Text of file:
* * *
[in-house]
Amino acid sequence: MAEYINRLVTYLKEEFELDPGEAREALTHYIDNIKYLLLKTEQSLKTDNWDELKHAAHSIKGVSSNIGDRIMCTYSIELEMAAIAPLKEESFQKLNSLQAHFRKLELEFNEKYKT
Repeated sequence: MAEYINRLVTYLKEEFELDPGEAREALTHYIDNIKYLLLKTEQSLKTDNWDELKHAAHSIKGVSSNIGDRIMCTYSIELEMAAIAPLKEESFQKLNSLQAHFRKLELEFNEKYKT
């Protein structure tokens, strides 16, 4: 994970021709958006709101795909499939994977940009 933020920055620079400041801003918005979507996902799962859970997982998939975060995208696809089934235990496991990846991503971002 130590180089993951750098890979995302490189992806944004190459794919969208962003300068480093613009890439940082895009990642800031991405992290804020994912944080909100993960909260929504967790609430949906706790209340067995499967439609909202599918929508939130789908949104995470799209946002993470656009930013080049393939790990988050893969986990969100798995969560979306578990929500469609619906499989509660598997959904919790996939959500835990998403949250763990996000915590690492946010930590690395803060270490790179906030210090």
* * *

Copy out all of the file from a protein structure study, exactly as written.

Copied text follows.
[in-house]
Amino acid sequence: MAEYINRLVTYLKEEFELDPGEAREALTHYIDNIKYLLLKTEQSLKTDNWDELKHAAHSIKGVSSNIGDRIMCTYSIELEMAAIAPLKEESFQKLNSLQAHFRKLELEFNEKYKT
Repeated sequence: MAEYINRLVTYLKEEFELDPGEAREALTHYIDNIKYLLLKTEQSLKTDNWDELKHAAHSIKGVSSNIGDRIMCTYSIELEMAAIAPLKEESFQKLNSLQAHFRKLELEFNEKYKT
């Protein structure tokens, strides 16, 4: 994970021709958006709101795909499939994977940009 933020920055620079400041801003918005979507996902799962859970997982998939975060995208696809089934235990496991990846991503971002 130590180089993951750098890979995302490189992806944004190459794919969208962003300068480093613009890439940082895009990642800031991405992290804020994912944080909100993960909260929504967790609430949906706790209340067995499967439609909202599918929508939130789908949104995470799209946002993470656009930013080049393939790990988050893969986990969100798995969560979306578990929500469609619906499989509660598997959904919790996939959500835990998403949250763990996000915590690492946010930590690395803060270490790179906030210090």